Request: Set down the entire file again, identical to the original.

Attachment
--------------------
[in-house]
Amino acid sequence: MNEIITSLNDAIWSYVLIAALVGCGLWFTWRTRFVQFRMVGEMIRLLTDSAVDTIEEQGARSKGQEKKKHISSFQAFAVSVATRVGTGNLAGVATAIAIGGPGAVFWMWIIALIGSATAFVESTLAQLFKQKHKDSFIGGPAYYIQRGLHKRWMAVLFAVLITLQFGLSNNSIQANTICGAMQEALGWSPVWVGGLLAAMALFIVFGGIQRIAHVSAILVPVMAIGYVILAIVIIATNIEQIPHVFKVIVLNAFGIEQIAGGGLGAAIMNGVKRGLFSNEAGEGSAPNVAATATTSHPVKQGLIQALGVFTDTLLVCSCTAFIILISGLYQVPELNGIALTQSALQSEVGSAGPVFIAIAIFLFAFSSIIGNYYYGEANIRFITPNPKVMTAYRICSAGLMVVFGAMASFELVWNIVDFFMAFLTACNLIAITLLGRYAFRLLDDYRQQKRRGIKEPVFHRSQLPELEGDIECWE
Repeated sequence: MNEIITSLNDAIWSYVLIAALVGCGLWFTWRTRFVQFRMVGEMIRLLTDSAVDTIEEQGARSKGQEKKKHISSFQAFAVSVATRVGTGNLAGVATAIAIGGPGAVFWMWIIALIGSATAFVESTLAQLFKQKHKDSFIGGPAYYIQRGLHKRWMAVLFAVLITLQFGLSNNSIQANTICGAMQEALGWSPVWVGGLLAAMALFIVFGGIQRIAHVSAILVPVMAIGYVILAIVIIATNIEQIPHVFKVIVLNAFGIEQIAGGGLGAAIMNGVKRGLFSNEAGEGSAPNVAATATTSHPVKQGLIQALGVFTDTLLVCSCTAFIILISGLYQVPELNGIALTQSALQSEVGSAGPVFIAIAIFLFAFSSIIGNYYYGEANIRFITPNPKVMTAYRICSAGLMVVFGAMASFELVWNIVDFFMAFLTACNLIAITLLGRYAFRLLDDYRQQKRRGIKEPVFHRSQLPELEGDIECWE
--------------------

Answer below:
[in-house]
Amino acid sequence: MNEIITSLNDAIWSYVLIAALVGCGLWFTWRTRFVQFRMVGEMIRLLTDSAVDTIEEQGARSKGQEKKKHISSFQAFAVSVATRVGTGNLAGVATAIAIGGPGAVFWMWIIALIGSATAFVESTLAQLFKQKHKDSFIGGPAYYIQRGLHKRWMAVLFAVLITLQFGLSNNSIQANTICGAMQEALGWSPVWVGGLLAAMALFIVFGGIQRIAHVSAILVPVMAIGYVILAIVIIATNIEQIPHVFKVIVLNAFGIEQIAGGGLGAAIMNGVKRGLFSNEAGEGSAPNVAATATTSHPVKQGLIQALGVFTDTLLVCSCTAFIILISGLYQVPELNGIALTQSALQSEVGSAGPVFIAIAIFLFAFSSIIGNYYYGEANIRFITPNPKVMTAYRICSAGLMVVFGAMASFELVWNIVDFFMAFLTACNLIAITLLGRYAFRLLDDYRQQKRRGIKEPVFHRSQLPELEGDIECWE
Repeated sequence: MNEIITSLNDAIWSYVLIAALVGCGLWFTWRTRFVQFRMVGEMIRLLTDSAVDTIEEQGARSKGQEKKKHISSFQAFAVSVATRVGTGNLAGVATAIAIGGPGAVFWMWIIALIGSATAFVESTLAQLFKQKHKDSFIGGPAYYIQRGLHKRWMAVLFAVLITLQFGLSNNSIQANTICGAMQEALGWSPVWVGGLLAAMALFIVFGGIQRIAHVSAILVPVMAIGYVILAIVIIATNIEQIPHVFKVIVLNAFGIEQIAGGGLGAAIMNGVKRGLFSNEAGEGSAPNVAATATTSHPVKQGLIQALGVFTDTLLVCSCTAFIILISGLYQVPELNGIALTQSALQSEVGSAGPVFIAIAIFLFAFSSIIGNYYYGEANIRFITPNPKVMTAYRICSAGLMVVFGAMASFELVWNIVDFFMAFLTACNLIAITLLGRYAFRLLDDYRQQKRRGIKEPVFHRSQLPELEGDIECWE